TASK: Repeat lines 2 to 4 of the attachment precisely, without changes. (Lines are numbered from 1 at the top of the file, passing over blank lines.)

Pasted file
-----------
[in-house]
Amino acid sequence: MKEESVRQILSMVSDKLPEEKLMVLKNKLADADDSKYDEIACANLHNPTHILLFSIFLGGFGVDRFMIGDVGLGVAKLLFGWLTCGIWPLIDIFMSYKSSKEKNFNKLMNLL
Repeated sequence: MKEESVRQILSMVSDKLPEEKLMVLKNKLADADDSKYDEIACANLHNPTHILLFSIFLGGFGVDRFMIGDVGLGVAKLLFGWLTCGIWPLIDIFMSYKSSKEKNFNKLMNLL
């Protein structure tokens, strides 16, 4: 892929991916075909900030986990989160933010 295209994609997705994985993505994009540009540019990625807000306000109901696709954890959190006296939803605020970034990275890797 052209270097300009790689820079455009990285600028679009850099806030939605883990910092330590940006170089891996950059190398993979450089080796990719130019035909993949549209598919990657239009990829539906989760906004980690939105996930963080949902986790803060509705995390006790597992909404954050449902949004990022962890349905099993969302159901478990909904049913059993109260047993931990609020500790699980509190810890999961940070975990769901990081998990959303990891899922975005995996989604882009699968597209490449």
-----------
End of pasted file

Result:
Amino acid sequence: MKEESVRQILSMVSDKLPEEKLMVLKNKLADADDSKYDEIACANLHNPTHILLFSIFLGGFGVDRFMIGDVGLGVAKLLFGWLTCGIWPLIDIFMSYKSSKEKNFNKLMNLL
Repeated sequence: MKEESVRQILSMVSDKLPEEKLMVLKNKLADADDSKYDEIACANLHNPTHILLFSIFLGGFGVDRFMIGDVGLGVAKLLFGWLTCGIWPLIDIFMSYKSSKEKNFNKLMNLL
């Protein structure tokens, strides 16, 4: 892929991916075909900030986990989160933010 295209994609997705994985993505994009540009540019990625807000306000109901696709954890959190006296939803605020970034990275890797 052209270097300009790689820079455009990285600028679009850099806030939605883990910092330590940006170089891996950059190398993979450089080796990719130019035909993949549209598919990657239009990829539906989760906004980690939105996930963080949902986790803060509705995390006790597992909404954050449902949004990022962890349905099993969302159901478990909904049913059993109260047993931990609020500790699980509190810890999961940070975990769901990081998990959303990891899922975005995996989604882009699968597209490449």